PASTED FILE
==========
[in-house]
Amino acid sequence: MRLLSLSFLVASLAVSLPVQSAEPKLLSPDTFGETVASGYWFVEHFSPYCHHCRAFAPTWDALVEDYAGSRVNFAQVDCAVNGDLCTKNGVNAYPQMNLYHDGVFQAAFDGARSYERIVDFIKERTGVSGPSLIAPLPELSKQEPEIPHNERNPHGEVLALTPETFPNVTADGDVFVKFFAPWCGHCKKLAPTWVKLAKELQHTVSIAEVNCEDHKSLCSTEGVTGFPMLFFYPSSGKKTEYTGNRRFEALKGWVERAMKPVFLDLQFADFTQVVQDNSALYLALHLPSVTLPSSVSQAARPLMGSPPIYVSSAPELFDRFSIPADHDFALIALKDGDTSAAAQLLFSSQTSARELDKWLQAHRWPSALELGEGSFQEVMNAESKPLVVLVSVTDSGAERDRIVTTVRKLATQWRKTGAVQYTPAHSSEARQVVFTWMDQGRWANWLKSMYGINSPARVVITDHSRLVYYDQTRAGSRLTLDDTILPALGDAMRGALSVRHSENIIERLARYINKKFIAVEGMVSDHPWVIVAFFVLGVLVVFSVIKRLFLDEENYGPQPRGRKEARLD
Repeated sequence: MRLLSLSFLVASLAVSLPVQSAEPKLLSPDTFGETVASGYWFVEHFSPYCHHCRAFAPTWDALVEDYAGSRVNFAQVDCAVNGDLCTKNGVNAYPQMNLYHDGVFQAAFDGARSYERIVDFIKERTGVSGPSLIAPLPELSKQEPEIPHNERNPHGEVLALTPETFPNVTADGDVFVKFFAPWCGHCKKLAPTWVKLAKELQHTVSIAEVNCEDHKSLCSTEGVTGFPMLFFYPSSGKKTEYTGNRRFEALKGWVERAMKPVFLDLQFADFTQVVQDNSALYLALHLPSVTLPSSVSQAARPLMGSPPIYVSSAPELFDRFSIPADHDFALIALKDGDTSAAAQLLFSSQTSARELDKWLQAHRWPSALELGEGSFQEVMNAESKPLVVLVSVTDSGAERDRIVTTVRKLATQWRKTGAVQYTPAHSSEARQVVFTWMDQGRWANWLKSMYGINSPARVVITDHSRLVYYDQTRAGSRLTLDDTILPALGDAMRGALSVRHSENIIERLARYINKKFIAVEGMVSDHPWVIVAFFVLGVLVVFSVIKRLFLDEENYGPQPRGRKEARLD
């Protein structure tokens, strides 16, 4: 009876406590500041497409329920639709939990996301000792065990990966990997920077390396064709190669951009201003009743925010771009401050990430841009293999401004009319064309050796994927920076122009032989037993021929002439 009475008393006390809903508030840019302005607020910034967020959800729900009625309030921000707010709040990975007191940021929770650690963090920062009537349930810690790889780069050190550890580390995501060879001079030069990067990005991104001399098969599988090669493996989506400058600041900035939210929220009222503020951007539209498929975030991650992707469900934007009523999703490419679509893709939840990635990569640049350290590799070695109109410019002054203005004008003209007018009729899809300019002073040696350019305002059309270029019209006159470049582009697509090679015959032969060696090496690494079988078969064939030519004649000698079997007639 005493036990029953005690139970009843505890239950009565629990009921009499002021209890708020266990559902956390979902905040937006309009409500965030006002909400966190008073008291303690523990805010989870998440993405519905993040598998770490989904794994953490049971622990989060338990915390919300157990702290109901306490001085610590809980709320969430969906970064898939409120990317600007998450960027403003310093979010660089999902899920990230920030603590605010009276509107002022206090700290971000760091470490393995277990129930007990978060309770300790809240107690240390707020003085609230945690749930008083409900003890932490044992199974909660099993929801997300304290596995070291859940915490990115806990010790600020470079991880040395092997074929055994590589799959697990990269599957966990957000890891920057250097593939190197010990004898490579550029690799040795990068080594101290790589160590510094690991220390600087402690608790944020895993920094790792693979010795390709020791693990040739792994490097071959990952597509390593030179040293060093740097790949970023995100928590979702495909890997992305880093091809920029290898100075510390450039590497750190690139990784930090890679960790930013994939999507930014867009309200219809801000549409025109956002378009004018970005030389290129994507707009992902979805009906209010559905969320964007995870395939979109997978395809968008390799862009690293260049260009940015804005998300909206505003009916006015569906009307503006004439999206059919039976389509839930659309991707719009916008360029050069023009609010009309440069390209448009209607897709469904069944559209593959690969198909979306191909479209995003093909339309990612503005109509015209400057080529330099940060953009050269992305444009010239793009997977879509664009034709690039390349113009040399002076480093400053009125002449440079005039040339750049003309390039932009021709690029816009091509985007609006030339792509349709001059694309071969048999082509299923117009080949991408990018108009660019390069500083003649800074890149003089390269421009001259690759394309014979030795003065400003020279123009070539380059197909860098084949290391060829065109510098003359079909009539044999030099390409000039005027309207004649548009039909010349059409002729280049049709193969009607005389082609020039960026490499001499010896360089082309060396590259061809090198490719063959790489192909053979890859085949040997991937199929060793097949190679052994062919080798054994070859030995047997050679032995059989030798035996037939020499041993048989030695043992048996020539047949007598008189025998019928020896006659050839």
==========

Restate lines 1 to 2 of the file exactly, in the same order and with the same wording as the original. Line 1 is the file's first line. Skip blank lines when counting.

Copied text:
[in-house]
Amino acid sequence: MRLLSLSFLVASLAVSLPVQSAEPKLLSPDTFGETVASGYWFVEHFSPYCHHCRAFAPTWDALVEDYAGSRVNFAQVDCAVNGDLCTKNGVNAYPQMNLYHDGVFQAAFDGARSYERIVDFIKERTGVSGPSLIAPLPELSKQEPEIPHNERNPHGEVLALTPETFPNVTADGDVFVKFFAPWCGHCKKLAPTWVKLAKELQHTVSIAEVNCEDHKSLCSTEGVTGFPMLFFYPSSGKKTEYTGNRRFEALKGWVERAMKPVFLDLQFADFTQVVQDNSALYLALHLPSVTLPSSVSQAARPLMGSPPIYVSSAPELFDRFSIPADHDFALIALKDGDTSAAAQLLFSSQTSARELDKWLQAHRWPSALELGEGSFQEVMNAESKPLVVLVSVTDSGAERDRIVTTVRKLATQWRKTGAVQYTPAHSSEARQVVFTWMDQGRWANWLKSMYGINSPARVVITDHSRLVYYDQTRAGSRLTLDDTILPALGDAMRGALSVRHSENIIERLARYINKKFIAVEGMVSDHPWVIVAFFVLGVLVVFSVIKRLFLDEENYGPQPRGRKEARLD